By focusing down an entire line of fences, rather than from one fence to another, you encourage straightness in your horse and make it much easier for the animal to get down the line “in the numbers”—that is, in the number of strides intended by the course designer. The straighter a horse is in a line of fences, the less footage the animal loses to sideways motion. Straightness, then, makes it possible for the horse to travel down the line in the proper striding without having excessive pace. In contrast, a horse that wanders off the correct line must increase its speed to lengthen its stride, so that it can make up for the footage lost in sideways motion.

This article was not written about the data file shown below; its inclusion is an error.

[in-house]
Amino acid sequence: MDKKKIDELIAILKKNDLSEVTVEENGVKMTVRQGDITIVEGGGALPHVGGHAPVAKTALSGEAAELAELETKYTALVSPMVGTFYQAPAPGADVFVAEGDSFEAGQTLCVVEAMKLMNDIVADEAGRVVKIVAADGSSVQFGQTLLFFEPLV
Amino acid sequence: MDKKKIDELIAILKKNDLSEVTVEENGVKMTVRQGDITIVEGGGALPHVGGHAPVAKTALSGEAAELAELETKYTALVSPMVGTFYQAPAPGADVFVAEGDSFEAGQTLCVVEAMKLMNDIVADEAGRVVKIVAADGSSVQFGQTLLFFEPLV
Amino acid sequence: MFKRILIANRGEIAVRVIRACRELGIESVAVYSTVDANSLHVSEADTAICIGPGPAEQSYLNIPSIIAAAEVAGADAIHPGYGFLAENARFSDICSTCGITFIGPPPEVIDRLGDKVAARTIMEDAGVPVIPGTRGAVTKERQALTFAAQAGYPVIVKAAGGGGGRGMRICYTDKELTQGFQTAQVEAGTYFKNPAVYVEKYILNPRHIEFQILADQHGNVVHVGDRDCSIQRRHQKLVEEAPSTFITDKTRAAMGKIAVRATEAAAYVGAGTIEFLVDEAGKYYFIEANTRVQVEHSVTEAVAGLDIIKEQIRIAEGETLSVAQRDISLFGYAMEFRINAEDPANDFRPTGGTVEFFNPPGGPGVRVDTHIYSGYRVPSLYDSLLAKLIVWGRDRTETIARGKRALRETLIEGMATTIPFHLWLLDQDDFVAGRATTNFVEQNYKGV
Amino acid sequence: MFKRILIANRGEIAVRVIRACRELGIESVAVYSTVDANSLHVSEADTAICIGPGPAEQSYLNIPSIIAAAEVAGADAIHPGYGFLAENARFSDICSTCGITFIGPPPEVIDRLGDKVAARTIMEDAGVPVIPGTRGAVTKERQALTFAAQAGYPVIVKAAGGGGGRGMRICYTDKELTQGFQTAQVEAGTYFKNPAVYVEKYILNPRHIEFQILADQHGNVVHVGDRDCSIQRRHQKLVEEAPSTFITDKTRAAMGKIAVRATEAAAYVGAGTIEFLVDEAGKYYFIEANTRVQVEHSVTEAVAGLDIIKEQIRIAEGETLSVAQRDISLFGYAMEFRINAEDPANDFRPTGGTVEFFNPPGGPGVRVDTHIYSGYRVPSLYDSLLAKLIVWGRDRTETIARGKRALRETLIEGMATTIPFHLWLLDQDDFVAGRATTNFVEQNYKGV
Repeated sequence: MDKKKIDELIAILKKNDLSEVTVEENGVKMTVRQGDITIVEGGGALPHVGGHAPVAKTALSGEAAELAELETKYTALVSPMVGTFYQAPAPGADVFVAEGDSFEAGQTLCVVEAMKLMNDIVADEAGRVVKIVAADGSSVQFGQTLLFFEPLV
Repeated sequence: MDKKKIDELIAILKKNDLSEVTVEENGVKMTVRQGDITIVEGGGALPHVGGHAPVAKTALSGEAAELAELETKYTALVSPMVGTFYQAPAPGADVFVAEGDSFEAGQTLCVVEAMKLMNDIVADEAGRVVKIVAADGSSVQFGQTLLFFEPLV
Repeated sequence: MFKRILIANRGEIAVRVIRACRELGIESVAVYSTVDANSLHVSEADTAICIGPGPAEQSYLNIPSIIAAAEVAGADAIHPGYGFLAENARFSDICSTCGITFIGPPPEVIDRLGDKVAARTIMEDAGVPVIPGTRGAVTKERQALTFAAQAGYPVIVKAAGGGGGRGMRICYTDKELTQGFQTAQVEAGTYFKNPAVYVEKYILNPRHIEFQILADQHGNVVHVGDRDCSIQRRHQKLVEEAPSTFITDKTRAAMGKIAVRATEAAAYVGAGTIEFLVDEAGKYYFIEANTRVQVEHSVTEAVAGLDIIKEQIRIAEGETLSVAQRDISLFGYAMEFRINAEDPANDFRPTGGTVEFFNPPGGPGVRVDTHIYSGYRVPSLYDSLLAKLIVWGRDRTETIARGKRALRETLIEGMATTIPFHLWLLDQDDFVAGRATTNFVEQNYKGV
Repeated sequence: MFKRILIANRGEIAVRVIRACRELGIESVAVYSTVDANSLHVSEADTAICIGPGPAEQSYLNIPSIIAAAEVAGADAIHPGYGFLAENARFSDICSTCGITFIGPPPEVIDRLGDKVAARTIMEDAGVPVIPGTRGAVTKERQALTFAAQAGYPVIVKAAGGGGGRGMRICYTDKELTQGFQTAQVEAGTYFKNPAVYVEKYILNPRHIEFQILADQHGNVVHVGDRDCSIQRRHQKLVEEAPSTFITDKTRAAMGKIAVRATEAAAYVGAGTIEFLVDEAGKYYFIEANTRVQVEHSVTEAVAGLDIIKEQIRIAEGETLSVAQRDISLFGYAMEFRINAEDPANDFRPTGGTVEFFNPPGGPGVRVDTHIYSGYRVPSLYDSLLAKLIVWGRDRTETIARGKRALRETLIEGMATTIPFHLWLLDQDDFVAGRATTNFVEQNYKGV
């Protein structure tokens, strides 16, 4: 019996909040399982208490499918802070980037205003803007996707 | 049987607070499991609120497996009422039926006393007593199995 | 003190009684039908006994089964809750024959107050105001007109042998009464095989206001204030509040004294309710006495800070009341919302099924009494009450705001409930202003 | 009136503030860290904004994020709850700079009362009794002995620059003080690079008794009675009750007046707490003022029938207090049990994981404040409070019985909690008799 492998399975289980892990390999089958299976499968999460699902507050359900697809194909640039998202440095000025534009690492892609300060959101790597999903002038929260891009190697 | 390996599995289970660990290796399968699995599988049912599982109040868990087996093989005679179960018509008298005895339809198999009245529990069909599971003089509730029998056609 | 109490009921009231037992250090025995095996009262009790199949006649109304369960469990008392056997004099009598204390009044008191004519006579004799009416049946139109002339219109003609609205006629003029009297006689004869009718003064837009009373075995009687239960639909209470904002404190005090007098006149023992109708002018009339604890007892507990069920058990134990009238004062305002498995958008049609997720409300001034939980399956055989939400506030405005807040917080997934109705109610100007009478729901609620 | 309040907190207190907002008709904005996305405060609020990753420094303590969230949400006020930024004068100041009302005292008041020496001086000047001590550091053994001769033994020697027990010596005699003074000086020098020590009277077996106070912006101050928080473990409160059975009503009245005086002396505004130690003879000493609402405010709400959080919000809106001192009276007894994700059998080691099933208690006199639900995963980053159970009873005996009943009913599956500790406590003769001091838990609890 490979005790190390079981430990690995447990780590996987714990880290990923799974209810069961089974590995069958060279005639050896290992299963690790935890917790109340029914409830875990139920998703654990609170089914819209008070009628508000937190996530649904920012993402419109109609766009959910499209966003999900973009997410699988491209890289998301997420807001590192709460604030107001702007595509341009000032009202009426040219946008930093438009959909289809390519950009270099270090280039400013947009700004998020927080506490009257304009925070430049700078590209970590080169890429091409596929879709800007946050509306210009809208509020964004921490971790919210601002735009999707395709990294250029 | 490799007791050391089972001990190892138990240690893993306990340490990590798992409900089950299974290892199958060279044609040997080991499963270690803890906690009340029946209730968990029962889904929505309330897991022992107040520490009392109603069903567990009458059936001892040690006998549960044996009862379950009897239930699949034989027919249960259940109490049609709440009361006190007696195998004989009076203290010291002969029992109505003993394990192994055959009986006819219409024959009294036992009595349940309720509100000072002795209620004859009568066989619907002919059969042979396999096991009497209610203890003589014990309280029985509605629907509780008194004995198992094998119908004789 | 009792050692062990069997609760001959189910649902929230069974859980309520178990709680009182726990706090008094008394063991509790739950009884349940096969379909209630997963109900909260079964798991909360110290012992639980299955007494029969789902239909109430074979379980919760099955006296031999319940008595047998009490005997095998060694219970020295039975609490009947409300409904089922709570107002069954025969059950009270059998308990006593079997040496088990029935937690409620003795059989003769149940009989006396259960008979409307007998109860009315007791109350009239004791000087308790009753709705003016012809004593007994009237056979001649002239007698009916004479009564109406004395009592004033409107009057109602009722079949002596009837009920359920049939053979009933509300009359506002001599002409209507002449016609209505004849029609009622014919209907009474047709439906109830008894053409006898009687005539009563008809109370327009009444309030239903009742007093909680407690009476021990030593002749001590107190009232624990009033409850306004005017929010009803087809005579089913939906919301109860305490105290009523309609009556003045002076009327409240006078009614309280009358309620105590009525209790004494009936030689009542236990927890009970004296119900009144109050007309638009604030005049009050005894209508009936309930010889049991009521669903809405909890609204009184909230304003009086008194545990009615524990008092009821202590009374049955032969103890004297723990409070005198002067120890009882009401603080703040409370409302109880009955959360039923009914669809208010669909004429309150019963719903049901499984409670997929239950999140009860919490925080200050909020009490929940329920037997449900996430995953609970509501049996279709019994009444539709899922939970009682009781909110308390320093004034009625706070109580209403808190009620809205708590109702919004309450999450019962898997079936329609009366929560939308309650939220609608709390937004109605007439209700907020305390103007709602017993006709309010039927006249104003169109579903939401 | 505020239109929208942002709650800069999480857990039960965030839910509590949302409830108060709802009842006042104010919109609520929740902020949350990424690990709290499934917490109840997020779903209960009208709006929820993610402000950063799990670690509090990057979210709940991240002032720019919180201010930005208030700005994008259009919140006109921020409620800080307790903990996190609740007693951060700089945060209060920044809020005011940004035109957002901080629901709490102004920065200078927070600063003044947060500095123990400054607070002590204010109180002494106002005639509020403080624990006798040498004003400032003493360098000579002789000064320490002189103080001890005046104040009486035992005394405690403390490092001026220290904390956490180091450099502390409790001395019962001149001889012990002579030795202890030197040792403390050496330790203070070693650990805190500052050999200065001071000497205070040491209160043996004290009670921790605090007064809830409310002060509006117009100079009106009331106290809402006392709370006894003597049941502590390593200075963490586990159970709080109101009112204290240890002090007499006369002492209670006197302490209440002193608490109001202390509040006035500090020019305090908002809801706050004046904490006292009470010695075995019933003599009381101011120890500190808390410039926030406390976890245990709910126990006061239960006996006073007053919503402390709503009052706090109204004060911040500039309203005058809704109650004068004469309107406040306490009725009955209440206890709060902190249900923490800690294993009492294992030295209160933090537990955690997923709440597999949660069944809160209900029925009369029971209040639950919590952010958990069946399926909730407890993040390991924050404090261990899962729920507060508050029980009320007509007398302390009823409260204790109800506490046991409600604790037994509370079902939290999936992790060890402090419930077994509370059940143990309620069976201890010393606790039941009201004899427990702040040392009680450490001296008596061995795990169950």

In figure A, the solid line shows the proper path between the fences, while the dotted line shows a horse making the distance between the fences longer by “bowing out” down the line. In figure B, the solid line shows the proper path, while the dotted line shows a horse “wandering” from side to side, which also increases the distance between the fences. Bowing out or wandering frequently result in the horse adding an extra stride (or even two strides) between the fences and often leads to “chipping in” at the base of the fence–i.e., taking a short step at the last moment so that the take-off spot is too close to the fence for the horse to jump well. The direct path is your best choice, so make every effort to take it!